Researched and written by Phil Powell, former curator of geology at the Oxford University Museum and Natural History, and Nina Morgan, a geologist, science writer and author of the monthly Distant Thunder column in Geoscientist magazine, the book includes geological trails through six cemeteries in Oxford and is designed to highlight the wide variety of rock types and geological features and types of weathering that can be seen in graveyards throughout Britain.
“Curating Death” is a course for young people aged 16-25 who are unemployed. The course will teach the art of Curating as they put together their own exhibition on the subject of “Death”. The course is free and runs two days a week for 4 weeks in Bristol starting October 5th. “Curating Death” is a collaboration between Creative Youth Network and Bristol Museum and Art Gallery.
‘Tender’ is a film I really want to see!
Death is the last taboo: a subject we avoid and a process we leave to the tender mercies of the professionals. Not in the seaside town of Port Kembla where a community group have decided to establish a charity funeral service for the town’s hard-up residents. They tackle the endeavour with good cheer and boundless compassion until one of their own is diagnosed with a life-threatening illness and everything assumes a much more personal significance. Lynette Wallworth’s beautifully observed, uplifting documentary salutes a vibrant community and provides a life-affirming view of coming to terms with death, with a score by Nick Cave.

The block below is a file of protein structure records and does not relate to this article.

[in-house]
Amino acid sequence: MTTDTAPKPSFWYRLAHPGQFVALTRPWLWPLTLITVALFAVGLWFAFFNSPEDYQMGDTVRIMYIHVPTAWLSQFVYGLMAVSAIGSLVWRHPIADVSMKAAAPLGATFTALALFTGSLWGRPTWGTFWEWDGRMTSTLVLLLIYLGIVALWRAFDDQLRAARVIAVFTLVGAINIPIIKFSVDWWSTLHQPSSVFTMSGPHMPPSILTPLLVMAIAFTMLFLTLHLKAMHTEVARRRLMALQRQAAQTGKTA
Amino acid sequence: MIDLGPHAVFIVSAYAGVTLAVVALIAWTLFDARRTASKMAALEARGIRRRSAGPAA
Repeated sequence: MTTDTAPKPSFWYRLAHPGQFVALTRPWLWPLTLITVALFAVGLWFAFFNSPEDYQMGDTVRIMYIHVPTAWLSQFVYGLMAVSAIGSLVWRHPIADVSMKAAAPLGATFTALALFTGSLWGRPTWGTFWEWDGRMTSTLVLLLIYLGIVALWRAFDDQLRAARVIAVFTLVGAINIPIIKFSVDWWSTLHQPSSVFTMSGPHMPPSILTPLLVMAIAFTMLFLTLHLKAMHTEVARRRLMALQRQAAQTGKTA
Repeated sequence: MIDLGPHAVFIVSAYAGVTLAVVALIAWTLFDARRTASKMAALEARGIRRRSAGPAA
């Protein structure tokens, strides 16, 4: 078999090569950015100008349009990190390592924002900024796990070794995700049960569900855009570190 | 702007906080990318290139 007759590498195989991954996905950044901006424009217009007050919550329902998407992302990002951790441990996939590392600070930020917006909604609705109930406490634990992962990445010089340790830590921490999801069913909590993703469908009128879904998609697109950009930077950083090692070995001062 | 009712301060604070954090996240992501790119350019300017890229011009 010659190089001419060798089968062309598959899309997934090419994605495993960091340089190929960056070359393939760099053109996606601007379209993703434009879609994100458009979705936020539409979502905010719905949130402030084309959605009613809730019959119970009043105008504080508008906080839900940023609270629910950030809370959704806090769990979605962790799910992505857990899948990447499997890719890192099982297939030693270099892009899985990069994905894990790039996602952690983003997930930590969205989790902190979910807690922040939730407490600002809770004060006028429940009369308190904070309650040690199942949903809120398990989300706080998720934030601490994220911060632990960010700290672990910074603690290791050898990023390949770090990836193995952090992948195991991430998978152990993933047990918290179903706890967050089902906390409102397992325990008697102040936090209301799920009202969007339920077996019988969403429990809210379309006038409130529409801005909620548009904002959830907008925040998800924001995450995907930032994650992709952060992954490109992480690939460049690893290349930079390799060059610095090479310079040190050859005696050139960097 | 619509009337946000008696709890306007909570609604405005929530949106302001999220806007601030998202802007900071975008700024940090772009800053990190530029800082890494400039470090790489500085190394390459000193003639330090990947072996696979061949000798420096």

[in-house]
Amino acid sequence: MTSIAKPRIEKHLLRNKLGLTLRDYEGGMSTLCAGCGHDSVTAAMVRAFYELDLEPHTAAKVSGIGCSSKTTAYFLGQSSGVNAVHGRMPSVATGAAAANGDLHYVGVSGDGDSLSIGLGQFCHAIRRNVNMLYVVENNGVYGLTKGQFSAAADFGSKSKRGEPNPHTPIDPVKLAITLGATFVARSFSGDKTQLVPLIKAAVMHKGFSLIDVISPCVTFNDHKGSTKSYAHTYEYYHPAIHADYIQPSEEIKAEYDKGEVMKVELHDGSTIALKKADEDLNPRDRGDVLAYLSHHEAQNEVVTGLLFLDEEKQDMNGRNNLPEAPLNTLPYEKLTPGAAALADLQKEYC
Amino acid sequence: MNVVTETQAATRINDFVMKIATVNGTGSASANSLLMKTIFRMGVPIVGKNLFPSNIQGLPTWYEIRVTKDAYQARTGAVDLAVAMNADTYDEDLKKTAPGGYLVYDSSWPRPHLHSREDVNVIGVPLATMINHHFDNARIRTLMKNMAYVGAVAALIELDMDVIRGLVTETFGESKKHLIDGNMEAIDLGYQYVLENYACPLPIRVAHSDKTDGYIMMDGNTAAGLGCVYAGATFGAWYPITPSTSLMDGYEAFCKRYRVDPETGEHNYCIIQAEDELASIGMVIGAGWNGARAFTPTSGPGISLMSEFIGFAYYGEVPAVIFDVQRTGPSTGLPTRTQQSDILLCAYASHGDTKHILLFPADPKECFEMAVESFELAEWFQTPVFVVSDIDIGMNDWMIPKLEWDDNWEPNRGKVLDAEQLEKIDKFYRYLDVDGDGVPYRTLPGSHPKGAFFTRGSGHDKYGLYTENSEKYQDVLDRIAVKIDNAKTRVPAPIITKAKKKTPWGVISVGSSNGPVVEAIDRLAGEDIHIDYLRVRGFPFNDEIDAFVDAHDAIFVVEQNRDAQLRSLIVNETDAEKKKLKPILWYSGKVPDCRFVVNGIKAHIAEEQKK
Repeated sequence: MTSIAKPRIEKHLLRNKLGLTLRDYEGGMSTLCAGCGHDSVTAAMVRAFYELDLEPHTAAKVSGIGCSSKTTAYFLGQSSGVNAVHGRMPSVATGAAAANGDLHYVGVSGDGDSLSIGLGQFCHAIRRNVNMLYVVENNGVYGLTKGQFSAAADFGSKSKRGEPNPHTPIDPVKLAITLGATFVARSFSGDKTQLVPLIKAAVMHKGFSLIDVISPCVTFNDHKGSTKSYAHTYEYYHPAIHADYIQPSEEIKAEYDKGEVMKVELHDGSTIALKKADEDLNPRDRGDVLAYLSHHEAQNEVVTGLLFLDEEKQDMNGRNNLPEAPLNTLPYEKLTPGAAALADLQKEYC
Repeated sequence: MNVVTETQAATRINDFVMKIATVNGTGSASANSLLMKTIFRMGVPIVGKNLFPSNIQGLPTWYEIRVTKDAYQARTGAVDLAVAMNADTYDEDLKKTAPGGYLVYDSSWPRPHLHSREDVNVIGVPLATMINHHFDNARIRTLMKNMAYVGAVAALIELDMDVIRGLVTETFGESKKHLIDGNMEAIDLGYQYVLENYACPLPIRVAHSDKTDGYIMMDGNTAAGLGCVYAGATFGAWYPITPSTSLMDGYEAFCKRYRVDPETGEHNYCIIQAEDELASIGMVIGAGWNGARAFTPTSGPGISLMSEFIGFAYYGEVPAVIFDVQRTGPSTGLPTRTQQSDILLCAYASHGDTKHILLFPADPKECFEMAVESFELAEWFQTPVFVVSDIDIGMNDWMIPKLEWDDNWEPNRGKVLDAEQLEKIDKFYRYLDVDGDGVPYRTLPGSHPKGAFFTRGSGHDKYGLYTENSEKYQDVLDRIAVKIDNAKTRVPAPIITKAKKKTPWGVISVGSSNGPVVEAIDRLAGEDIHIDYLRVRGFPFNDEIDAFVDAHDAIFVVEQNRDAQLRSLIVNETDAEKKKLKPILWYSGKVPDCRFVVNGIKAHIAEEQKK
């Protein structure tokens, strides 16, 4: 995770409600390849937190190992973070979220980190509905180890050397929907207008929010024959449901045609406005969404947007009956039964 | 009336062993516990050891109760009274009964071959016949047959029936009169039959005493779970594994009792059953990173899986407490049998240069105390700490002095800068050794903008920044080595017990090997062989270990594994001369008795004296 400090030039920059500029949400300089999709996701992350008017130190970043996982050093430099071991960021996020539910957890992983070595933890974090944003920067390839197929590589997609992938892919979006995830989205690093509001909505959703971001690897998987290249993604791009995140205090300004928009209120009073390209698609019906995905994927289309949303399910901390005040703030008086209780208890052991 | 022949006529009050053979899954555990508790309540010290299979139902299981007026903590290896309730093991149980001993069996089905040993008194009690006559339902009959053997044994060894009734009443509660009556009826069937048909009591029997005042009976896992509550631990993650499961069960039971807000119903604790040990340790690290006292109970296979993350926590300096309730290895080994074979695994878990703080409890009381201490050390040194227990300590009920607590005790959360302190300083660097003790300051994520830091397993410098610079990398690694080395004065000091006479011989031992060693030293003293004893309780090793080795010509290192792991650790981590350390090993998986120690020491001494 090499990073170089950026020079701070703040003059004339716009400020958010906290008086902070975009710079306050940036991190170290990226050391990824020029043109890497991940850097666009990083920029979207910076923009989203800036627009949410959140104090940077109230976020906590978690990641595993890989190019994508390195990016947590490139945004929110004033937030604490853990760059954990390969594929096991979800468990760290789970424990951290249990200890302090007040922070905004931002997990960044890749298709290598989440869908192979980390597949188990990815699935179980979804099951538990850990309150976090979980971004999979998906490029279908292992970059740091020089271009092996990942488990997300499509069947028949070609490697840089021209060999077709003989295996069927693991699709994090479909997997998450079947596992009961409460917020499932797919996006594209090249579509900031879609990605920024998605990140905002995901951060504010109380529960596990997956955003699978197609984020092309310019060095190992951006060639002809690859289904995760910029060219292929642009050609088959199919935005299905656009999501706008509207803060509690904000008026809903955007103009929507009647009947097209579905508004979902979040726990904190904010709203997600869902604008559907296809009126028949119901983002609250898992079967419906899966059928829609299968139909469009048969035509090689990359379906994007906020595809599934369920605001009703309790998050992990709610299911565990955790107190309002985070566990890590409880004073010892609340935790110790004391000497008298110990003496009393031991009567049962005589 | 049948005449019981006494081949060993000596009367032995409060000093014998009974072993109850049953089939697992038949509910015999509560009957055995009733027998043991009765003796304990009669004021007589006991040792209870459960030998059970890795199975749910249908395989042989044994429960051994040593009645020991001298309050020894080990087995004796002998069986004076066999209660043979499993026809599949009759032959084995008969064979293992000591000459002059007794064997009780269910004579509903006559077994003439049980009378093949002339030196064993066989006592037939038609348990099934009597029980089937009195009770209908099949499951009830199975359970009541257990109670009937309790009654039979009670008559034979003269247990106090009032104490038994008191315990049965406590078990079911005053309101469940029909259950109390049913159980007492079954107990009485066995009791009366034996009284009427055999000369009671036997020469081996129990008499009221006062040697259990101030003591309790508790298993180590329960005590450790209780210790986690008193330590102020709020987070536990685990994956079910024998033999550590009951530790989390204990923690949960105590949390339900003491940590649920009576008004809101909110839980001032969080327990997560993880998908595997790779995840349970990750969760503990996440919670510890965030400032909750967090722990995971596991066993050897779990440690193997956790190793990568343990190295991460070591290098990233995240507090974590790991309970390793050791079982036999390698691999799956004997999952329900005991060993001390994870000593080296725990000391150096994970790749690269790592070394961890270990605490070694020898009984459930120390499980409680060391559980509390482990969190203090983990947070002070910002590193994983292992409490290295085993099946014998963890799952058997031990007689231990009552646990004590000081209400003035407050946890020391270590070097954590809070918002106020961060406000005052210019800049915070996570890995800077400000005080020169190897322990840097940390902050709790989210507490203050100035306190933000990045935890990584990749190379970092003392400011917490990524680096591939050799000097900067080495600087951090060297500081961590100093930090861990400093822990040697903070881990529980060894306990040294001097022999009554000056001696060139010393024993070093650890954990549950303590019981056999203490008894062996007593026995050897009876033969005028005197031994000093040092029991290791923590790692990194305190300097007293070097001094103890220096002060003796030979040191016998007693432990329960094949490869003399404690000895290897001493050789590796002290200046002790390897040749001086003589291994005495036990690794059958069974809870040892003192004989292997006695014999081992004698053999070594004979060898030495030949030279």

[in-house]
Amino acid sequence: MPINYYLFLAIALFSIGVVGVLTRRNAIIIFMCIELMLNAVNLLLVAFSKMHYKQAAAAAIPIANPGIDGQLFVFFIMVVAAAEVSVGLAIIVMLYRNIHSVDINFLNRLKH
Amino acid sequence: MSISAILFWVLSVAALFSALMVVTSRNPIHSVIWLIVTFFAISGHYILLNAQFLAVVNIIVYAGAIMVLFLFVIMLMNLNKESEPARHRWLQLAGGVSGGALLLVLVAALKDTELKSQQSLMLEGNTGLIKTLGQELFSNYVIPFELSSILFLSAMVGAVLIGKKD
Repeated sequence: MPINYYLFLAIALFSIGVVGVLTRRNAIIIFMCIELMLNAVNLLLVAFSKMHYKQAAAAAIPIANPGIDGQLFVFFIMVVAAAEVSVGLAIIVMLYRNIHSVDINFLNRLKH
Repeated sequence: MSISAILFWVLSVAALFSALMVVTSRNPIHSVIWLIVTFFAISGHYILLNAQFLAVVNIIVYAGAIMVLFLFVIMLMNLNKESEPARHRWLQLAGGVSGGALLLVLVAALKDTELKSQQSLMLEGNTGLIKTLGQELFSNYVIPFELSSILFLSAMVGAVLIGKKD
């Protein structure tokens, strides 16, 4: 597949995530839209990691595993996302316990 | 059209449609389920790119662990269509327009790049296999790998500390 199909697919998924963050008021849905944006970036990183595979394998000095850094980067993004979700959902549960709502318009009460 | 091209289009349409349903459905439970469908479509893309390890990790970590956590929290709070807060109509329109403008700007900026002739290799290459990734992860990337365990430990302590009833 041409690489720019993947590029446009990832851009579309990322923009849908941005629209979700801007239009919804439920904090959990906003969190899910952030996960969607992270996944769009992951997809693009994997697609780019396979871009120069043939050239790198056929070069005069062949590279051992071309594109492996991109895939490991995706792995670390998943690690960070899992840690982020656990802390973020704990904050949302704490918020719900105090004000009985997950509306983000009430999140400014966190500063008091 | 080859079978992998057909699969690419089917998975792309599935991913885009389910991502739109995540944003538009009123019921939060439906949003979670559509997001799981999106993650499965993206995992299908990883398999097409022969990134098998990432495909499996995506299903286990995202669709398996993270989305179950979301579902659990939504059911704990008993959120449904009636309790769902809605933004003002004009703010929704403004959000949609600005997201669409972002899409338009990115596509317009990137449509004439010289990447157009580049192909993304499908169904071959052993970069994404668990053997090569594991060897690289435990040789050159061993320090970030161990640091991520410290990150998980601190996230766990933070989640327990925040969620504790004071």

A plenary panel chaired by Professor Nigel Llewellyn, former Head of Research, Tate, will discuss “Death after the Reformation – what do we still need to understand about continuity and change in beliefs, attitudes and practices?”
The theme for 2016 is death and identity. Papers are invited to explore this subject within any period from the medieval into the modern day from any disciplinary perspective. Established research and work-in-progress welcomed.
Papers are particularly welcome on the subjects of: The Effect of the Reformation upon Scottish Death practices and beliefs; Death in the Scottish Diaspora; Folklore, customs and rituals; Death, grief and mourning; Death, poverty, age, gender and status; Childhood death; Architecture, ladscape and monuments; Death in literature and the visual arts; Legal and medical aspects of death; Theology, liturgy and funeral ministry.
Abstracts of 200 words max should be sent by 16 October 2015 to: email@example.com